This is one of those buzzwords that cause more trouble than it solves. It sounds awesome, but people needs to agree on a concrete definition before discussing it. Swarming typically means one of two things:
"All hands on deck" to address a single user story. This is an extension of the collective ownership idea, and throws maximum resources at a given problem.
Grassroots organization around a set of problems, often seen in a Scrum-of-Scrums context. Just like ants swarm around a food source without central direction, swarming is meant to lead to bottom-up solutions instead of top-down directives.
However, swarming should never be a synonym for "death-march." Not every technical or process problem is made better by throwing more people at it, and there's no such thing as a free lunch.
How Swarming Applies to Your Three Questions
In swarming, how should we arrange the work in such a way that team members do not step on each other's toes?
You don't. "Arranging the work" is the polar opposite of what swarming is about. However, you can certainly keep the situation from turning into a game of bumper-cars by keeping your WIP at a sensible level.
Scrum implicitly supports WIP limits through Sprint Planning. Teams should limit user stories accepted into a sprint based on their sustainable velocity. This inherently limits the WIP for the sprint. Some teams further limit WIP by ensuring that only X story points can be on the Kanban board (or in a given column of the board) at any given time.
We are able to get designers and developers to pitch in with testing. What can we do to cross-train testers so they can help with the design and development, too?
This is a collective-ownership issue more than a swarming issue. First, check your capacity; are you sure your testers have enough process slack to spend time doing anything other than testing?
If you're sure that your testers aren't so busy testing that they ought to be pitching in elsewhere, you need to create time in the schedule for pairing, training, and information-sharing. You also need to allocate money towards training time and training materials. In other words, cross-training needs to be baked into your organizational process and your budget unless you want it to remain a slogan about something your company would like to do...someday.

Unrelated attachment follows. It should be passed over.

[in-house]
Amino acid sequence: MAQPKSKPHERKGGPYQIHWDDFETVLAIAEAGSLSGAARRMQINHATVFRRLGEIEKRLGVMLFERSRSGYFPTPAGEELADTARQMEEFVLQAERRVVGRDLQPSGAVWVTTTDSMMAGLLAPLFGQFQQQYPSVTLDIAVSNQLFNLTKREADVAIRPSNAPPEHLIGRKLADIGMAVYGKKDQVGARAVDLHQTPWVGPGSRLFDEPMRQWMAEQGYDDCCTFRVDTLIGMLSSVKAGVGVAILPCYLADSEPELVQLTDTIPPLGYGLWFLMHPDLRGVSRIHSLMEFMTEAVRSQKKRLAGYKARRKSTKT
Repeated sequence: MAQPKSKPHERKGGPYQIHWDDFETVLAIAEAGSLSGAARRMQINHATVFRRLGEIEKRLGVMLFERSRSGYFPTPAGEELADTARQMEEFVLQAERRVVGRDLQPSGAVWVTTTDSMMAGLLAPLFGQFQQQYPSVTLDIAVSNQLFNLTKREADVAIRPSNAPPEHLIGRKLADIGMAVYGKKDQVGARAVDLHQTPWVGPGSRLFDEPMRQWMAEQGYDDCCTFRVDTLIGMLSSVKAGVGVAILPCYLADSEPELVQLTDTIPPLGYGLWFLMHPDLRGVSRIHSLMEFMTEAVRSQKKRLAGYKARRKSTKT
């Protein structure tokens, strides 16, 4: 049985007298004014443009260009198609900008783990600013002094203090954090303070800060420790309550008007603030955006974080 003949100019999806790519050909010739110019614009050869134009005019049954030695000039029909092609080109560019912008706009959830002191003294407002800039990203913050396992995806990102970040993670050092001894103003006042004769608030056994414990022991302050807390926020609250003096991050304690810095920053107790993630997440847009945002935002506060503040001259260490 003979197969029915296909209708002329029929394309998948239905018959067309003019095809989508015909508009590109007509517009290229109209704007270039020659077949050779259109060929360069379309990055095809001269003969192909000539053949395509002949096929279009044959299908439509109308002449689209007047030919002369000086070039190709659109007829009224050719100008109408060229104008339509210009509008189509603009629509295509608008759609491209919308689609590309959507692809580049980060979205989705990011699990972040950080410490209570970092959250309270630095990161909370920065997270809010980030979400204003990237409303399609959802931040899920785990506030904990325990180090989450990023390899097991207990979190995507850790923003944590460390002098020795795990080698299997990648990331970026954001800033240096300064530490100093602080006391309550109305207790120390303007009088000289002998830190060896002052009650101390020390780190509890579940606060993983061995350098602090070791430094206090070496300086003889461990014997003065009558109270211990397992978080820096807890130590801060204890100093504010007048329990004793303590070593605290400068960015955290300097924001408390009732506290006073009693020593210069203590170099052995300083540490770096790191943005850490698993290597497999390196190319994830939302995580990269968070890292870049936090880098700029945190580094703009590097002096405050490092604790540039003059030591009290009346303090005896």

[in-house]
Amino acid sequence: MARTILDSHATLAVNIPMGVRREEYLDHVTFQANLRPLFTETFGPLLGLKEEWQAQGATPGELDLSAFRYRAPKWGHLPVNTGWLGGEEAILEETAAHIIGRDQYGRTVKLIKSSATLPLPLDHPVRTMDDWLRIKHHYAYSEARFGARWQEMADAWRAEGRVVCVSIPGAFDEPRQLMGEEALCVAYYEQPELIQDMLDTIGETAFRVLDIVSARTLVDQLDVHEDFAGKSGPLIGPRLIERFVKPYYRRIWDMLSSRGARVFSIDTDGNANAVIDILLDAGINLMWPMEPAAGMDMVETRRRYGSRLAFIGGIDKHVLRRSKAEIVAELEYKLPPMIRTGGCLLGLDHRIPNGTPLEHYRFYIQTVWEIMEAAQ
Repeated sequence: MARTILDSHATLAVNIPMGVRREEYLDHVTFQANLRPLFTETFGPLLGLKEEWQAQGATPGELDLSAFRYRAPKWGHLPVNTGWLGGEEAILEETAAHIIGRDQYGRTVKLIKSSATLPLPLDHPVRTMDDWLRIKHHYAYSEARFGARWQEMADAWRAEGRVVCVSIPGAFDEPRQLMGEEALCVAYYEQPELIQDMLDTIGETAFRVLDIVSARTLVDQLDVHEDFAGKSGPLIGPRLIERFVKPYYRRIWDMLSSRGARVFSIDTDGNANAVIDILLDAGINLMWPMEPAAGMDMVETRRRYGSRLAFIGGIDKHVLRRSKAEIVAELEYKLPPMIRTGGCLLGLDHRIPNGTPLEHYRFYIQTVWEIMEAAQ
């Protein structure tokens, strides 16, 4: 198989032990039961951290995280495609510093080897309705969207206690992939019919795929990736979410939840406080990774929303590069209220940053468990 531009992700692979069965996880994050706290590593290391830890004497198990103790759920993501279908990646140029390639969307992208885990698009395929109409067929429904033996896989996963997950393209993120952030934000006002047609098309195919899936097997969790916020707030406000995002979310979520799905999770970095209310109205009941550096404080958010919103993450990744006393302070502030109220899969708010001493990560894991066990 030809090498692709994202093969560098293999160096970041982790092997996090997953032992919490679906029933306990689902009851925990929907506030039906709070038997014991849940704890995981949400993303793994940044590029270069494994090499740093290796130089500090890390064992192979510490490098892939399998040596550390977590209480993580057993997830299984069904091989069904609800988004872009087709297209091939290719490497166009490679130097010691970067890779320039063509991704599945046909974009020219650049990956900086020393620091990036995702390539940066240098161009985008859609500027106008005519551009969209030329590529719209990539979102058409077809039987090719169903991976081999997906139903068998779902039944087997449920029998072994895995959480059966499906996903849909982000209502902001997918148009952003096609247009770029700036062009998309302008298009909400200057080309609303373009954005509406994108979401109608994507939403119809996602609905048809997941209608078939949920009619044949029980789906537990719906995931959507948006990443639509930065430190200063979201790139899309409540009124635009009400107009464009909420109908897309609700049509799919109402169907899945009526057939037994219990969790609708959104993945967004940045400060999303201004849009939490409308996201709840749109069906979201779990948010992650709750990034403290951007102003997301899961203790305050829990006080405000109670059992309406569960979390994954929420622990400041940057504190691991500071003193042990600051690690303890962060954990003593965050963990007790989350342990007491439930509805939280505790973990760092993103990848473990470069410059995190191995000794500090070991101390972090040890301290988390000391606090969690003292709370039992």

When a story is blocked, the Scrum Master works on clearing it. In the meantime, should we not get the team started on the next story though WIP goes up?
Well, no. The Scrum Master facilitates the communication necessary to clear it. That may mean reporting the problems to senior management, working with other project teams to coordinate resources, or coaching a team member on how to approach a political or process issue within the larger organization.
As for increasing WIP when items are blocked, this is usually a bad idea. Task switching is inherently bad for any process; Scrum is no different. If a story is blocked, the team should focus on clearing the block rather than task-switching away from the problem.
What to Do When "Swarming" Doesn't Work
Of course, some problems can't be cleared in a reasonable time frame or with a reasonable amount of effort. When that happens, the team might consider:
Working with the Product Owner to refine the story or swap it out for an equivalent story--but only do the latter if you have sufficient capacity left in the sprint!
Working with the Product Owner to remove the story (and any associated points) from the sprint altogether, as long as the Spring Goal isn't compromised.
Working with the Product Owner to remove other non-critical stories from the sprint, in order to reserve more team capacity for this (apparently significant) roadblock.
If the story was essential to the Sprint Goal, the Product Owner has the option to terminate the sprint early. The team can hold a retrospective to figure out what went wrong, and then return to Sprint Planning.
If team members have lots of stories that you think they can swap around within the sprint, then it's likely you have a process problem with:
- sprint length,
- capacity planning,
- organizational support for the project,
- political support for the Scrum framework, or
- some combination of all of these things.
Since the team should never be pulling more work into the sprint than they believe they can complete within a single iteration, there shouldn't be any "extra" stories lying around waiting to be done.